• Elecraft KX2 – A compact and lightweight portable radio for amateur radio use.
  • Inverted L Antenna – An antenna that uses a vertical element and a horizontal element to transmit signals.
  • AX1 Antenna – A compact and lightweight portable antenna designed for use with the Elecraft KX2 radio.

As an expert in amateur radio activations, my advice is to start with simple equipment and gradually build up your kit as you gain experience. Don’t be afraid to try impromptu activations, but be sure to plan ahead and choose good spots for radio transmissions. And most importantly, have fun!

Additional Resources:

  • QRPers Unlimited: Elecraft KX2 and AX1 – Seriously, how effectively can such a compact field kit work? [1] – This article provides a review of the Elecraft KX2 and AX1 portable radio and antenna system, including its compact design and effectiveness in the field.
  • QRPers Unlimited: Speedy POTA: An impromptu post-hike activation with the Elecraft KX2 and AX1 [2] – This blog post details an impromptu Parks on the Air activation using the Elecraft KX2 and AX1 antenna.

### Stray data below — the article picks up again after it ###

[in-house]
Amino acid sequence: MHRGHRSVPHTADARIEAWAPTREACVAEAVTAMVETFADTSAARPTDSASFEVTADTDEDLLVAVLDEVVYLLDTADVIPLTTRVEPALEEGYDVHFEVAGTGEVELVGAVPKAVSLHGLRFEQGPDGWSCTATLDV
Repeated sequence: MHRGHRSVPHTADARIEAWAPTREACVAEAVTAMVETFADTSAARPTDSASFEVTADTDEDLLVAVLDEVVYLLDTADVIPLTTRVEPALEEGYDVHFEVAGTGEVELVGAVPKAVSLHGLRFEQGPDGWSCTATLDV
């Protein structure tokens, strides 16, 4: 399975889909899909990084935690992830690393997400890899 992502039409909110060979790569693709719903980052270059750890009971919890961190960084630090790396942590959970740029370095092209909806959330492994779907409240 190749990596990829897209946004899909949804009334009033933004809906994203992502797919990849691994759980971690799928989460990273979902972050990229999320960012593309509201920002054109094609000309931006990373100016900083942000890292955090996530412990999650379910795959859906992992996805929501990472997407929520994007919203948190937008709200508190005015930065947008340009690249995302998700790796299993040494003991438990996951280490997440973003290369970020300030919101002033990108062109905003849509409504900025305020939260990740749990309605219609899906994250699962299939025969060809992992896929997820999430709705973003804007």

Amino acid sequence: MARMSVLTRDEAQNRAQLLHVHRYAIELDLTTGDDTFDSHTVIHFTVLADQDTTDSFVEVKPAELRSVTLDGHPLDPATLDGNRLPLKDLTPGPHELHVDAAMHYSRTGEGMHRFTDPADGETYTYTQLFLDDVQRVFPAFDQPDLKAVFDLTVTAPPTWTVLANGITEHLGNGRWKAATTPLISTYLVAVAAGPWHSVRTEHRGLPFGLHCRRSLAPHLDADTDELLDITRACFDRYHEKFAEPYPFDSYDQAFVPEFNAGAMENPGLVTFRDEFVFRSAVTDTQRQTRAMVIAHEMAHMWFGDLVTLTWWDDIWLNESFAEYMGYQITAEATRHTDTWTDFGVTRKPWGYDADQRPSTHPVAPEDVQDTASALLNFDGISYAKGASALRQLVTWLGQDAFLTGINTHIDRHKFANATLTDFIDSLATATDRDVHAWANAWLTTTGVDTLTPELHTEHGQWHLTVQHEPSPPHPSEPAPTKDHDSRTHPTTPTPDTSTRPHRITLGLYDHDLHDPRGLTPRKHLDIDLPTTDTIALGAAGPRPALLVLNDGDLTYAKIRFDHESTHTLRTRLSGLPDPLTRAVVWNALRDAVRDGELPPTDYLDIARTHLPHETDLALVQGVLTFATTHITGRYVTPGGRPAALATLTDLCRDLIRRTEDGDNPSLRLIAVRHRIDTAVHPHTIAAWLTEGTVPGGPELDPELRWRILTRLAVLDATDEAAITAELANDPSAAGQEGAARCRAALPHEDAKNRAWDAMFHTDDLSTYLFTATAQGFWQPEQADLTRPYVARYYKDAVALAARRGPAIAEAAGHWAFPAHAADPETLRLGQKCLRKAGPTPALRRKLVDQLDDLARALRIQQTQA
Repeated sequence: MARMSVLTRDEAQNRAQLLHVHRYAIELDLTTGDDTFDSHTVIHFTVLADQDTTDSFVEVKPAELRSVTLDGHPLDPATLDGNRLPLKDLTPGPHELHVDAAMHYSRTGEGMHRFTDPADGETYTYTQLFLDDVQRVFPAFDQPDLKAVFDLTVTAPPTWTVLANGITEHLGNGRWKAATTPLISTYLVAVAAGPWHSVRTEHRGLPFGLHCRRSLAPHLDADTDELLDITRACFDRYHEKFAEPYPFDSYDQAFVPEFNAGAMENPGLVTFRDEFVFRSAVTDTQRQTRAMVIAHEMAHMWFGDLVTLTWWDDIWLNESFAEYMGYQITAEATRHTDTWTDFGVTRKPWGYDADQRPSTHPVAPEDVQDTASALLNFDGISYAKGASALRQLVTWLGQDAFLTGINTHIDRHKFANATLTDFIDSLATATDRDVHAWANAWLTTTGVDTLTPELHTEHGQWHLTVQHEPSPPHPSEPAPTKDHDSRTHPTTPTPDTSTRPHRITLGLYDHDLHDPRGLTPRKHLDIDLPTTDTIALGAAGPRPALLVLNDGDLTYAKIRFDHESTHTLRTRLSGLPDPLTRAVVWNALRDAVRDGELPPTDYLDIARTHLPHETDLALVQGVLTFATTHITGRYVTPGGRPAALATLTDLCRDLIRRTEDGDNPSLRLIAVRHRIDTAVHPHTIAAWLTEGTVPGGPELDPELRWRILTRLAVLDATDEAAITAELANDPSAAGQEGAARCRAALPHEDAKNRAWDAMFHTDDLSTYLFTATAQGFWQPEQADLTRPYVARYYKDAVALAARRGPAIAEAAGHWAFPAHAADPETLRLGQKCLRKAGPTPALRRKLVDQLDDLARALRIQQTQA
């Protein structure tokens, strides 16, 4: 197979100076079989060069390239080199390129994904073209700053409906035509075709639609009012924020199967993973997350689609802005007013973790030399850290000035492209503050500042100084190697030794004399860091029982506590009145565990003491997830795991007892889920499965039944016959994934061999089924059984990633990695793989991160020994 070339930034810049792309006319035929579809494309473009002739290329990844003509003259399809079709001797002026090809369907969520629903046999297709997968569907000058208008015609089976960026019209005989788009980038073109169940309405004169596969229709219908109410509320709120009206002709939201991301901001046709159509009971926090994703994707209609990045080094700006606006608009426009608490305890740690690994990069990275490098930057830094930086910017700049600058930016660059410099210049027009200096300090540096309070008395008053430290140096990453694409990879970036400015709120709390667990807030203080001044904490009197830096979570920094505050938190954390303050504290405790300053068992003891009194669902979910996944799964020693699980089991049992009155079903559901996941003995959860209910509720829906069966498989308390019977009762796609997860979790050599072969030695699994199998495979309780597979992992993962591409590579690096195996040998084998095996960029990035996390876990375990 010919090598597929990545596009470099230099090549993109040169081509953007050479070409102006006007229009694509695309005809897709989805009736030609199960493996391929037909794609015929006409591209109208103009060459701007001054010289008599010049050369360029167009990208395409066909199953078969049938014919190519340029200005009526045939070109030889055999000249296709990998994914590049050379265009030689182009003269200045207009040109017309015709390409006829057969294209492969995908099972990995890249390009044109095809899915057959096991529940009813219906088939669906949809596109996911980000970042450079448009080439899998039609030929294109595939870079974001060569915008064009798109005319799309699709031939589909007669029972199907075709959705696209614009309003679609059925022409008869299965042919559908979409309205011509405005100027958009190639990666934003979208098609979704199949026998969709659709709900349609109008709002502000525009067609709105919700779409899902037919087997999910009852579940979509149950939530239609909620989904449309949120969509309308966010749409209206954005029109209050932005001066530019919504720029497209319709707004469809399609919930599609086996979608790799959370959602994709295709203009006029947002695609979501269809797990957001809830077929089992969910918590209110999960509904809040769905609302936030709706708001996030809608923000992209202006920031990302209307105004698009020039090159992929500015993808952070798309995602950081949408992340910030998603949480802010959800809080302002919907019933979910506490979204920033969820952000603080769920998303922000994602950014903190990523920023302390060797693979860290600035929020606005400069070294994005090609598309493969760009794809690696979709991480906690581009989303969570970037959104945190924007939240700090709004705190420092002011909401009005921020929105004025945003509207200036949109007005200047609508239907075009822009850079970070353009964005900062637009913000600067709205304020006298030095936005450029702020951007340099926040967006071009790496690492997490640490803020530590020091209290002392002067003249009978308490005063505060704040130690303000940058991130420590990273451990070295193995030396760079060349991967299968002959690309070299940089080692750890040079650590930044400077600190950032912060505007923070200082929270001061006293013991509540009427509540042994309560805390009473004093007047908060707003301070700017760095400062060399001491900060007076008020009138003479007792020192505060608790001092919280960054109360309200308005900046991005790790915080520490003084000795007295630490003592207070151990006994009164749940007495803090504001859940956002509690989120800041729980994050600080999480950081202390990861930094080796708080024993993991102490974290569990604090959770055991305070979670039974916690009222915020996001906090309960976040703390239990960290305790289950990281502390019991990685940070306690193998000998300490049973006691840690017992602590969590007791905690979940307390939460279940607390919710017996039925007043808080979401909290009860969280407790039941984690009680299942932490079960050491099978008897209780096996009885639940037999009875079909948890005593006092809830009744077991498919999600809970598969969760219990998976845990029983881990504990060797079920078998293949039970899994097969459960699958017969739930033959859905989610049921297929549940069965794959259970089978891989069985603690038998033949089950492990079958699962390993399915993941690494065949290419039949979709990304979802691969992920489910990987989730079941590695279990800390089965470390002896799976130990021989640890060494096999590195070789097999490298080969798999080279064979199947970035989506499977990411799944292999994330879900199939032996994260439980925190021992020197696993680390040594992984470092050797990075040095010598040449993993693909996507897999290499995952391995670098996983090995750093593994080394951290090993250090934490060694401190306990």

• YouTube: Thomas K4SWL: Elecraft AX1 Portable Antenna: Real-time On-air Comparison [3] – This video by Thomas K4SWL provides a real-time comparison of the Elecraft AX1 portable antenna with other antennas.
  • Thomas K4SWL School of Radio:– This website is the home of the Thomas K4SWL School of Radio, which offers a variety of online courses and resources for amateur radio operators.


What is field operating with amateur radio?

Field operating with amateur radio refers to the practice of using portable radio equipment to operate from outdoor locations, such as parks, beaches, or mountains, rather than from a fixed location such as a home or club station.

What equipment do I need for field operating?

The equipment you need for field operating includes a portable radio, antennas, power sources, and accessories such as headphones and a microphone. You can use a variety of different types of antennas, such as wire antennas or telescoping poles, depending on your location and frequency band.